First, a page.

Back in February, 5th U.S. Circuit Court of Appeals Judge Edith Jones attended an event at the University of Pennsylvania Law School. The event, sponsored by the Federalist Society, was supposed to be about federal death penalty review—in other words, how federal judges review death penalty cases on appeal. Everyone was probably really excited about it. Judge Jones was maybe all, “Finally, I can wear something other than these Slytherin dress robes!” And the school was like, “All the free tiny bottles of water you can drink!” And the students probably couldn’t wait to mill around nervously after the event, trying to be charming so Judge Jones would offer them a clerkship.
Oh, but instead, Judge Jones took the opportunity to say that “racial groups like African-Americans and Hispanics are predisposed to crime,” and that those crimes are more “heinous” than the ones committed by other racial groups. She then said she does not believe in the existence of systemic racism, and went on to criticize the United States Supreme Court for banning executions of the developmentally disabled. Well, okay! Now it’s a party!
This week, the NAACP, the Texas Civil Rights Project, and the Mexican Capital Legal Assistance Program filed a complaint of judicial misconduct against Judge Jones because oh, my god, REALLY? The complaint alleges that Judge Jones (appointed by Ronald Reagan, doy) violated the judicial code requirement that judges remain impartial and avoid damaging public confidence in the judiciary. Too late! Consider my confidence damaged. Judge Jones isn’t just any judge; she’s a big-time federal judge that reviews high-stakes cases. For someone like that to reject the notion of systemic racism is a tragedy for anyone with a criminal or death penalty case pending before her.
Apparently, this needs to be said: systemic racism exists. Institutionalized racism is real. It is insane for anyone, let alone a federal judge, to think that certain ethnicities are “predisposed” to crime. That’s because they’re not—but they are unfairly targeted for stop and frisk or arrest. Take marijuana arrests, for example. Black people are arrested for possession of marijuana more often than white people are. Someone please tell Judge Jones that this does not actually mean that black people smoke more marijuana than white people! According to a comprehensive study released earlier this week by the ACLU, overall, both groups consume marijuana at about the same rate. But among 18- to 25-year-olds, white people smoke marijuana at much higher rates than black people do. And yet, black people are arrested almost four times more frequently than white people are for marijuana possession. Maybe black people are smoking a more heinous strain of weed?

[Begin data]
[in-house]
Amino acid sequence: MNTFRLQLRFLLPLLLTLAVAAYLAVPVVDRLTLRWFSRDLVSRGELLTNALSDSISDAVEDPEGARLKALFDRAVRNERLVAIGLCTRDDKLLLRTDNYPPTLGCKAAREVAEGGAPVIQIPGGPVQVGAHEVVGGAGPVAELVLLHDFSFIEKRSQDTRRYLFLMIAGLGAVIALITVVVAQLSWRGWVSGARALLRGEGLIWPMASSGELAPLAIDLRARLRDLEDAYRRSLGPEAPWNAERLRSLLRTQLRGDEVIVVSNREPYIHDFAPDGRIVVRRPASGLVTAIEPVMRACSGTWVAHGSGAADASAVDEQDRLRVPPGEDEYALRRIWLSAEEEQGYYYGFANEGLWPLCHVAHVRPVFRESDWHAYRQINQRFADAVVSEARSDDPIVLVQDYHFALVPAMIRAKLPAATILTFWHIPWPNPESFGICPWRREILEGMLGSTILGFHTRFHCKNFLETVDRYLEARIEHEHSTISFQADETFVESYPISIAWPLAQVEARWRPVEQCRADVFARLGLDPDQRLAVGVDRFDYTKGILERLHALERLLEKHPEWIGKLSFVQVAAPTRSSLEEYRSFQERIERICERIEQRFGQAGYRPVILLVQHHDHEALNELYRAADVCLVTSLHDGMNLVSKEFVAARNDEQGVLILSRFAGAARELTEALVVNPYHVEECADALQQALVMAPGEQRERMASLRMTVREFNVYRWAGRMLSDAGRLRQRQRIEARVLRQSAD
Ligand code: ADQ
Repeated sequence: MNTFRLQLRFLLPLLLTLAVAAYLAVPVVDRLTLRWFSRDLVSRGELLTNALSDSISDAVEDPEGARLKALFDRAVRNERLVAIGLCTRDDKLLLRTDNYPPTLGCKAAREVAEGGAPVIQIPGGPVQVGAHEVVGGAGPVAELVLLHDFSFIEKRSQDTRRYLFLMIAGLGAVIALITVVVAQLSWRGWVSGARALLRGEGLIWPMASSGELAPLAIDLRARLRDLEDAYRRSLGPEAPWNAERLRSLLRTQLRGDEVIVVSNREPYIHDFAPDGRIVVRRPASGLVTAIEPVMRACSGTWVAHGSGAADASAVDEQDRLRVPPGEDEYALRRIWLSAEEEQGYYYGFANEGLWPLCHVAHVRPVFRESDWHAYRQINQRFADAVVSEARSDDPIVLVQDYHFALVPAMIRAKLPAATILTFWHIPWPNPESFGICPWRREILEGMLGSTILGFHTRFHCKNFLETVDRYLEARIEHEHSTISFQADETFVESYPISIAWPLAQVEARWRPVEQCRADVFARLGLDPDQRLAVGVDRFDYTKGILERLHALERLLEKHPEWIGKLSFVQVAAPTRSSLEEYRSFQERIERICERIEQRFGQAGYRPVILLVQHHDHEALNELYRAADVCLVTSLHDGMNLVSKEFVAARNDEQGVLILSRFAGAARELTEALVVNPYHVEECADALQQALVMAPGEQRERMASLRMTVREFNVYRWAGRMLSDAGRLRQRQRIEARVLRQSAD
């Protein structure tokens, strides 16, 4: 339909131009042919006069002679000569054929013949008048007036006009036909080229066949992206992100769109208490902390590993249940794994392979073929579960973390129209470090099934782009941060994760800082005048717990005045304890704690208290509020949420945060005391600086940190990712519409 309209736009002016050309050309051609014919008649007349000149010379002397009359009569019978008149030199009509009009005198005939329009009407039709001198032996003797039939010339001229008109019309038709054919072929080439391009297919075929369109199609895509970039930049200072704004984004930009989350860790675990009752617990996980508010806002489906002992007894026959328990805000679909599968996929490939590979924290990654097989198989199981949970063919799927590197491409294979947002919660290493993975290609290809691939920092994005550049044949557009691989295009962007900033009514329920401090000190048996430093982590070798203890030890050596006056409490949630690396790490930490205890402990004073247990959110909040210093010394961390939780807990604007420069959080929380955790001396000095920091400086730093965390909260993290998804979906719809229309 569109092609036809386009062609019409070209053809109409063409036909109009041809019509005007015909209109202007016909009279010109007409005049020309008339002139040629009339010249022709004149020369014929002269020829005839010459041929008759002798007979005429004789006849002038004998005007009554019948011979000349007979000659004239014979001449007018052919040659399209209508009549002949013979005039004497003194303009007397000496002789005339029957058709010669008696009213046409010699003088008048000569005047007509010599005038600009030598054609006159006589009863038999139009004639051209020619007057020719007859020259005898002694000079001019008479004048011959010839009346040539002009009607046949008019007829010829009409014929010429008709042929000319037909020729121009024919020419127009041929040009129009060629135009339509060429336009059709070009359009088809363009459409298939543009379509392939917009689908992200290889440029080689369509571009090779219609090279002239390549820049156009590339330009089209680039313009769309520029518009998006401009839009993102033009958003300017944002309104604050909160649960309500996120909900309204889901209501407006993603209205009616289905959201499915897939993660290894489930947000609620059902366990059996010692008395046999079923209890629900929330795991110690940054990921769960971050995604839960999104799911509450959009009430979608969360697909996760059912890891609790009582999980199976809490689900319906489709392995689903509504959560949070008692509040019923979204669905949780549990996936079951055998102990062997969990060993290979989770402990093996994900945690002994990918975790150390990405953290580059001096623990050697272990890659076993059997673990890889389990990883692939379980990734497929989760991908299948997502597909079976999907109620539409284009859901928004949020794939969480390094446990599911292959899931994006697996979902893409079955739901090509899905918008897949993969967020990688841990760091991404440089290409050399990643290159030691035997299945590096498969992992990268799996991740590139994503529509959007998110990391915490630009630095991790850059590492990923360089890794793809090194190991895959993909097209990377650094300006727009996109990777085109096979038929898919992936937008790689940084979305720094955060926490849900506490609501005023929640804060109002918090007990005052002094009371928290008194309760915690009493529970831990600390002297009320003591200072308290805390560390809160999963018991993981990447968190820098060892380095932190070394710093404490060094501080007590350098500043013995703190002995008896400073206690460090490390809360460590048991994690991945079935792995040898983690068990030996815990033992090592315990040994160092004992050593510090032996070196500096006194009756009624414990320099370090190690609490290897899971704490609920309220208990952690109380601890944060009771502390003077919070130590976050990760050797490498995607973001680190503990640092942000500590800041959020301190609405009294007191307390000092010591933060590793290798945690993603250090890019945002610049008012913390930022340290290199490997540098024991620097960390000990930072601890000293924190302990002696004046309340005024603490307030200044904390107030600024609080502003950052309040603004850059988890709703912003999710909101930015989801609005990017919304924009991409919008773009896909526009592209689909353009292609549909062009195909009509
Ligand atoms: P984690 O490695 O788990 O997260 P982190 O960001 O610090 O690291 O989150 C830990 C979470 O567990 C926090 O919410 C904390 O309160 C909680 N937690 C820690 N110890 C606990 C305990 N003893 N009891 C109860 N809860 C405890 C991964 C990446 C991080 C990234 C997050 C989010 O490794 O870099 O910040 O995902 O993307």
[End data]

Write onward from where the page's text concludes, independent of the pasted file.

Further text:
Perhaps you’re thinking, ehh, big whoop. Judge Jones said black people and Hispanics commit more heinous crimes than white people and marijuana possession isn’t a heinous crime. (Why would you say that to me? Are you trying to hurt my feelings?) Here’s the thing, though. Small-time marijuana arrests are a major point of entry into the criminal justice system. Once you’ve been arrested or convicted, it isn’t exactly easy to find legitimate work. And a criminal record can get you booted from public housing, too. It is these systemic factors—not predisposition—that force some members of marginalized groups to depend on a life of crime.
The idea of someone like Judge Jones, who apparently has no functional understanding of how people end up in the criminal justice system, reviewing criminal or death penalty cases on appeal is absolutely terrifying. (Homegirl is also a total nightmare when it comes to women’s issues.) If Judge Jones really thinks that the defendant’s race alone indicates a propensity to commit violence, well, that’s racist. And it’s pretty heinous, too.
Meagan Hatcher-Mays is a recent graduate of Washington University Law School in Saint Louis. She does a significant amount of yelling on Twitter.